A controversial 2007 study concluding that traits such as obesity can spread among friends via a "social contagion" processes now faces a wave of criticism, most recently from SFI External Professor Cosma Shalizi and former SFI-affiliated researcher Duncan Watts.

The original study, co-authored by Nicholas Christakis and James Fowler, found that people who declared themselves friends often shared traits and behaviors such as obesity, happiness, depression, and smoking. They surmised that people calibrate their self-images to match those of friends, so when one friend adopts a certain behavior it spreads throughout his social network. The researchers also claimed that their statistical analysis allowed them to separate the effect of this social contagion from other potential explanations.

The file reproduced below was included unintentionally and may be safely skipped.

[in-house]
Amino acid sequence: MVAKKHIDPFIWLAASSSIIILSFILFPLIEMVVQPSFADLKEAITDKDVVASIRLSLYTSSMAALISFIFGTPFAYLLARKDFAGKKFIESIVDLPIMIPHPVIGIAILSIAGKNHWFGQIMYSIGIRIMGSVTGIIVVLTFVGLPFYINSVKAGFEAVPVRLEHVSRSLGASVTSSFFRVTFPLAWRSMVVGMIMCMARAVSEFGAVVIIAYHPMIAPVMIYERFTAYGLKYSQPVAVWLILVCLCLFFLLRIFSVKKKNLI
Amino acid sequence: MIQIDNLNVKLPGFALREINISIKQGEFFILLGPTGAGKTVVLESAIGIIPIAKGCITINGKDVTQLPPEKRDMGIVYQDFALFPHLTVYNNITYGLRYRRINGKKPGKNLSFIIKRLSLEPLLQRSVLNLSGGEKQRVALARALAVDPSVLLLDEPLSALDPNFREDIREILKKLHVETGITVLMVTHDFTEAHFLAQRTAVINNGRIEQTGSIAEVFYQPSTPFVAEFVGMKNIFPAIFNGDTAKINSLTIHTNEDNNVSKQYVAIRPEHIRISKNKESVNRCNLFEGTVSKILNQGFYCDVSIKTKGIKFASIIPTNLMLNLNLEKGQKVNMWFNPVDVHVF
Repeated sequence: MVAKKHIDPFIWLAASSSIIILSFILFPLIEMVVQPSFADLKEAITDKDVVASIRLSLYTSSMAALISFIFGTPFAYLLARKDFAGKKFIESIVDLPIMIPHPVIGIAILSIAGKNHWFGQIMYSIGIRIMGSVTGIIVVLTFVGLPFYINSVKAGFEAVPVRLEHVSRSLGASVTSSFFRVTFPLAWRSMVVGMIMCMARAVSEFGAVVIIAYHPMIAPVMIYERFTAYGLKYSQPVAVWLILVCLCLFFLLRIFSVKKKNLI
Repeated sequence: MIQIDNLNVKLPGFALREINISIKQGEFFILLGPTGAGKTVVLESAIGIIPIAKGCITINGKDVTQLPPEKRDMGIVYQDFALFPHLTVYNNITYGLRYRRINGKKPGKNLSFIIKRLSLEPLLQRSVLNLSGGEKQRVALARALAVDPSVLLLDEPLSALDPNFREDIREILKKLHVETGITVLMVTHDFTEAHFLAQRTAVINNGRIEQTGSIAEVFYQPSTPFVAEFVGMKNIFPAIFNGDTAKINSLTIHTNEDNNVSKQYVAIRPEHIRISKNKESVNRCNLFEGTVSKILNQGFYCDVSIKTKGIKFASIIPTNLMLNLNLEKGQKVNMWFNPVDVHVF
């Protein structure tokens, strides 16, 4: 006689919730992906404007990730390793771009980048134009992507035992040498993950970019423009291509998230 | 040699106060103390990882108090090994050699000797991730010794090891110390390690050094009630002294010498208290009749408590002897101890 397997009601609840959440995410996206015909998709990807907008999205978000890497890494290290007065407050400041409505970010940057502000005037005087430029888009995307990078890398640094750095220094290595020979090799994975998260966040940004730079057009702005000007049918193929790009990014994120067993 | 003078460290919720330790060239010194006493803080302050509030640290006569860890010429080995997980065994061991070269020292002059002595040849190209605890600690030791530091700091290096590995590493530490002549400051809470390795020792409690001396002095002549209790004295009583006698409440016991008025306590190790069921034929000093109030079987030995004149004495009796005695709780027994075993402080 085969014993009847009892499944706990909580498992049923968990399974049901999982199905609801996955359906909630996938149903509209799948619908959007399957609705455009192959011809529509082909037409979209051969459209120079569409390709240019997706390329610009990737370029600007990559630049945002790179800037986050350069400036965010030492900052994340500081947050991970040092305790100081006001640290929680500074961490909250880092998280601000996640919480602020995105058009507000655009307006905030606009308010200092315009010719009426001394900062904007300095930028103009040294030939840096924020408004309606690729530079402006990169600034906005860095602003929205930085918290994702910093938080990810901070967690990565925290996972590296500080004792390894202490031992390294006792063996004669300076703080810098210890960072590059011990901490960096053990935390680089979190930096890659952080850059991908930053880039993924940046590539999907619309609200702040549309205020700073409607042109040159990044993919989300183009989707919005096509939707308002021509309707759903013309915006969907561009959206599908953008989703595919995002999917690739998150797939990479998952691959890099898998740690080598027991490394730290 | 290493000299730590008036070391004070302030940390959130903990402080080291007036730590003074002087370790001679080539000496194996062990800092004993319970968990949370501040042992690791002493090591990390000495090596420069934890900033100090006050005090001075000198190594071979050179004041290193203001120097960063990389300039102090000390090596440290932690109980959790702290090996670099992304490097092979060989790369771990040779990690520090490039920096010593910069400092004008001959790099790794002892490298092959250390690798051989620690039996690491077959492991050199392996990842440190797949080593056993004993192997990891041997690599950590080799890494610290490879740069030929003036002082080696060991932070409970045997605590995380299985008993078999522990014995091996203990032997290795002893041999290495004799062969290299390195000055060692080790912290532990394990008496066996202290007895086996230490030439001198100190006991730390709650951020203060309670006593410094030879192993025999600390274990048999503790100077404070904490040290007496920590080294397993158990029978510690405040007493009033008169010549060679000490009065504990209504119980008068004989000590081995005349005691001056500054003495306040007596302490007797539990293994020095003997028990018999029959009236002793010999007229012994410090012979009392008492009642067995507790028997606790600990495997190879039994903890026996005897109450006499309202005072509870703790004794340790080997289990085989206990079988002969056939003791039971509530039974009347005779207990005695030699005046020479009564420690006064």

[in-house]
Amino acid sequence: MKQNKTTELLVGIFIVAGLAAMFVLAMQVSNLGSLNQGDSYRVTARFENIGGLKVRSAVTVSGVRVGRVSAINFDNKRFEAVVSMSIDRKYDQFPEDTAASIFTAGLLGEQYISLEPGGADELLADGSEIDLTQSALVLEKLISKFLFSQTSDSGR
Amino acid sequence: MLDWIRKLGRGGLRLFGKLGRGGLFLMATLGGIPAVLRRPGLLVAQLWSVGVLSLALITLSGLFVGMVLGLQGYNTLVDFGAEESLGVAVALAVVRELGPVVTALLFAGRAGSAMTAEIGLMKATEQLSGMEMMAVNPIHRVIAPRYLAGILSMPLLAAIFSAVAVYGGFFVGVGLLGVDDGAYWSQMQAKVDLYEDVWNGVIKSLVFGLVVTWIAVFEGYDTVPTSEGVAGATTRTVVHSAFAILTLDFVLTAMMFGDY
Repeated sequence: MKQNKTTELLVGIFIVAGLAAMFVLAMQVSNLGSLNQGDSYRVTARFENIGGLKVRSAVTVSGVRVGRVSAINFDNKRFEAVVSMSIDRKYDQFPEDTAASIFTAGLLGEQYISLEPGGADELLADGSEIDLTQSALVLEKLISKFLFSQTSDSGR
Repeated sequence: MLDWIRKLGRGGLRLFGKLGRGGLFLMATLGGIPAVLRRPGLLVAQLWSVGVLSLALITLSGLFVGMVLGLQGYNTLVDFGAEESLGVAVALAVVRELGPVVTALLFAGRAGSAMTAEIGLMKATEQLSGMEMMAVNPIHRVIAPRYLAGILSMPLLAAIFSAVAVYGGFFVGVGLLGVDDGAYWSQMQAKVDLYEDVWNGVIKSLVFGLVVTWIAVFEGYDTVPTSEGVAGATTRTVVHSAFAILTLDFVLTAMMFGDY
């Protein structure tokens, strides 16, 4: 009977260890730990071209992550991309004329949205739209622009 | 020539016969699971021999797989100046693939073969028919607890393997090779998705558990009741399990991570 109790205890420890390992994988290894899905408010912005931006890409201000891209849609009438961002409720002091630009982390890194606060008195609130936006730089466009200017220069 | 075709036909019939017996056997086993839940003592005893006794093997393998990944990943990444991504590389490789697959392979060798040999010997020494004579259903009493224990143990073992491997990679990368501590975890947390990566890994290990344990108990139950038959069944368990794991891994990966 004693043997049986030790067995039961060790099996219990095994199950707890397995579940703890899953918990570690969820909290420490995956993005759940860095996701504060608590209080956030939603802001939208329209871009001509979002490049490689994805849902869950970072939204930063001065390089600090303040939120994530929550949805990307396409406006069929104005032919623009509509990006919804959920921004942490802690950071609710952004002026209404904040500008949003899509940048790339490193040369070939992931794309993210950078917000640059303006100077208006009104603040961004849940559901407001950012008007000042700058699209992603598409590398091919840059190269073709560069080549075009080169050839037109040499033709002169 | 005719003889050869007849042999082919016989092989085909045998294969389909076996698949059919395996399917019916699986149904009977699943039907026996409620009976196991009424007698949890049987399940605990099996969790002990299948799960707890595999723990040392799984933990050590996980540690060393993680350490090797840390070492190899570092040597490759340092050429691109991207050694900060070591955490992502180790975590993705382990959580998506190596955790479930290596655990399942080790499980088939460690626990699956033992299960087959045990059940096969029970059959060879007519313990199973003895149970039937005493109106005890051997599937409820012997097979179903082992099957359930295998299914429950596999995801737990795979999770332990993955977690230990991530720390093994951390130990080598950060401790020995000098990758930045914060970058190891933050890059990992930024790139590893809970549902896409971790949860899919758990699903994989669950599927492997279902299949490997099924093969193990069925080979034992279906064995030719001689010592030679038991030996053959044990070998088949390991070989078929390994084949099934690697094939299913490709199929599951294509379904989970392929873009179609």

Now, Shalizi and a fellow statistician from Carnegie Mellon University have published a proof that demonstrates that social contagion cannot be differentiated from other explanations, such as shared environment or homophily -- people’s tendency to seek out friends like themselves. 

“I think what the various critiques have driven home to many of us in the research community is the extraordinary difficulty of differentiating contagion from other plausible explanations, in particular homophily,’’ Watts comments in the Boston Globe.

Christakis and Fowler soon plan to publish a paper in response to their critics.

Read the New York Times article (August 8, 2011)

Read the Boston Globe article (August 7, 2011)

Read the Shalizi-Thomas proof (revised November 30, 2010)

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